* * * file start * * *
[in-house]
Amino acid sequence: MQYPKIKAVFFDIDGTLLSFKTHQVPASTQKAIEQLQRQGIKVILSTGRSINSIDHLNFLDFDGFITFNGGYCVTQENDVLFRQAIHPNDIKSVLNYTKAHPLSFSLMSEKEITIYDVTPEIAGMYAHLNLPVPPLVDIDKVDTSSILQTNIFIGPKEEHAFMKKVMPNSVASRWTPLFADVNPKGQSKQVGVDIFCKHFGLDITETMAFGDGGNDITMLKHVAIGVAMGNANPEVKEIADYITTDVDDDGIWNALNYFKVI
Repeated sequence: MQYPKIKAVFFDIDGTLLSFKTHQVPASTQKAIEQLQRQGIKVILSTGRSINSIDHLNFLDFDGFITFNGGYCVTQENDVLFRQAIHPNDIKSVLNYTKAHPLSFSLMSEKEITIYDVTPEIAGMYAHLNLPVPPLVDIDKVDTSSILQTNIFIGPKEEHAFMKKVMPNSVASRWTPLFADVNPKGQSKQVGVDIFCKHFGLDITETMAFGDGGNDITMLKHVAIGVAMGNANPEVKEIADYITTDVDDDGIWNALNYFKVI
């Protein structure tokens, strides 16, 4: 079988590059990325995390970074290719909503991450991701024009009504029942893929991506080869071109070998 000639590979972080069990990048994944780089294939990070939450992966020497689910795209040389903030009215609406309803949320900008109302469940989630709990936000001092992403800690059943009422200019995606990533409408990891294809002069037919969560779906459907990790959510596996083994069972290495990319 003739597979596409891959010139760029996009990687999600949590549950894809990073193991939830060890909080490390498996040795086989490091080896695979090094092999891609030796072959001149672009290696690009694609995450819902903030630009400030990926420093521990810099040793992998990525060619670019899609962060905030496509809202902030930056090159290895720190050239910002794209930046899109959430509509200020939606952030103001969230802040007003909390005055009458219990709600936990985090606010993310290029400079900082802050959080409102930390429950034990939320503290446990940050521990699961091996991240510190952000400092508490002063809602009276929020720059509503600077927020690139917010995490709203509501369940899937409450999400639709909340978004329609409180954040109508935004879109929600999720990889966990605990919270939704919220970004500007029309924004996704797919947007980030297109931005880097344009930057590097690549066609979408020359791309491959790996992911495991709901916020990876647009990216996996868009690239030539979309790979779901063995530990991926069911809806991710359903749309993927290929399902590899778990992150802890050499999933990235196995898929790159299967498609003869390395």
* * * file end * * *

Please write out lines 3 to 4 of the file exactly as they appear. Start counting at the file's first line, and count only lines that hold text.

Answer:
Repeated sequence: MQYPKIKAVFFDIDGTLLSFKTHQVPASTQKAIEQLQRQGIKVILSTGRSINSIDHLNFLDFDGFITFNGGYCVTQENDVLFRQAIHPNDIKSVLNYTKAHPLSFSLMSEKEITIYDVTPEIAGMYAHLNLPVPPLVDIDKVDTSSILQTNIFIGPKEEHAFMKKVMPNSVASRWTPLFADVNPKGQSKQVGVDIFCKHFGLDITETMAFGDGGNDITMLKHVAIGVAMGNANPEVKEIADYITTDVDDDGIWNALNYFKVI
């Protein structure tokens, strides 16, 4: 079988590059990325995390970074290719909503991450991701024009009504029942893929991506080869071109070998 000639590979972080069990990048994944780089294939990070939450992966020497689910795209040389903030009215609406309803949320900008109302469940989630709990936000001092992403800690059943009422200019995606990533409408990891294809002069037919969560779906459907990790959510596996083994069972290495990319 003739597979596409891959010139760029996009990687999600949590549950894809990073193991939830060890909080490390498996040795086989490091080896695979090094092999891609030796072959001149672009290696690009694609995450819902903030630009400030990926420093521990810099040793992998990525060619670019899609962060905030496509809202902030930056090159290895720190050239910002794209930046899109959430509509200020939606952030103001969230802040007003909390005055009458219990709600936990985090606010993310290029400079900082802050959080409102930390429950034990939320503290446990940050521990699961091996991240510190952000400092508490002063809602009276929020720059509503600077927020690139917010995490709203509501369940899937409450999400639709909340978004329609409180954040109508935004879109929600999720990889966990605990919270939704919220970004500007029309924004996704797919947007980030297109931005880097344009930057590097690549066609979408020359791309491959790996992911495991709901916020990876647009990216996996868009690239030539979309790979779901063995530990991926069911809806991710359903749309993927290929399902590899778990992150802890050499999933990235196995898929790159299967498609003869390395």